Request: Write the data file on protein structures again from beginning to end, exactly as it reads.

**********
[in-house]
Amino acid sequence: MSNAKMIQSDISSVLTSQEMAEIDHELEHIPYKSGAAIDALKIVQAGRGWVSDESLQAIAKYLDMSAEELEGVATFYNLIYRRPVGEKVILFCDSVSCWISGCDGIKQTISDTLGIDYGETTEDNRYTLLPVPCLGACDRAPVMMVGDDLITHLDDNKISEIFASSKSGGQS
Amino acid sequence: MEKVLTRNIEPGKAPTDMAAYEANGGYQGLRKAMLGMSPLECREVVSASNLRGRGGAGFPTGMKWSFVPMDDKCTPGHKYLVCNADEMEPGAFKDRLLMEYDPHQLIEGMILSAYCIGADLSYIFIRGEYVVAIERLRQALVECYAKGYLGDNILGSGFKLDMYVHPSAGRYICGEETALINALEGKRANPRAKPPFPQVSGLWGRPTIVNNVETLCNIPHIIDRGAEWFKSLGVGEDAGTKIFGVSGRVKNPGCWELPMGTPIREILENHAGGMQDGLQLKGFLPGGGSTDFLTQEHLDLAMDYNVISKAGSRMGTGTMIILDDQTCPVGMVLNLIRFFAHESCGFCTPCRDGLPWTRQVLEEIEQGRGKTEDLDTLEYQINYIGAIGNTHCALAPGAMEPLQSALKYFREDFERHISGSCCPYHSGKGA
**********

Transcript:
[in-house]
Amino acid sequence: MSNAKMIQSDISSVLTSQEMAEIDHELEHIPYKSGAAIDALKIVQAGRGWVSDESLQAIAKYLDMSAEELEGVATFYNLIYRRPVGEKVILFCDSVSCWISGCDGIKQTISDTLGIDYGETTEDNRYTLLPVPCLGACDRAPVMMVGDDLITHLDDNKISEIFASSKSGGQS
Amino acid sequence: MEKVLTRNIEPGKAPTDMAAYEANGGYQGLRKAMLGMSPLECREVVSASNLRGRGGAGFPTGMKWSFVPMDDKCTPGHKYLVCNADEMEPGAFKDRLLMEYDPHQLIEGMILSAYCIGADLSYIFIRGEYVVAIERLRQALVECYAKGYLGDNILGSGFKLDMYVHPSAGRYICGEETALINALEGKRANPRAKPPFPQVSGLWGRPTIVNNVETLCNIPHIIDRGAEWFKSLGVGEDAGTKIFGVSGRVKNPGCWELPMGTPIREILENHAGGMQDGLQLKGFLPGGGSTDFLTQEHLDLAMDYNVISKAGSRMGTGTMIILDDQTCPVGMVLNLIRFFAHESCGFCTPCRDGLPWTRQVLEEIEQGRGKTEDLDTLEYQINYIGAIGNTHCALAPGAMEPLQSALKYFREDFERHISGSCCPYHSGKGA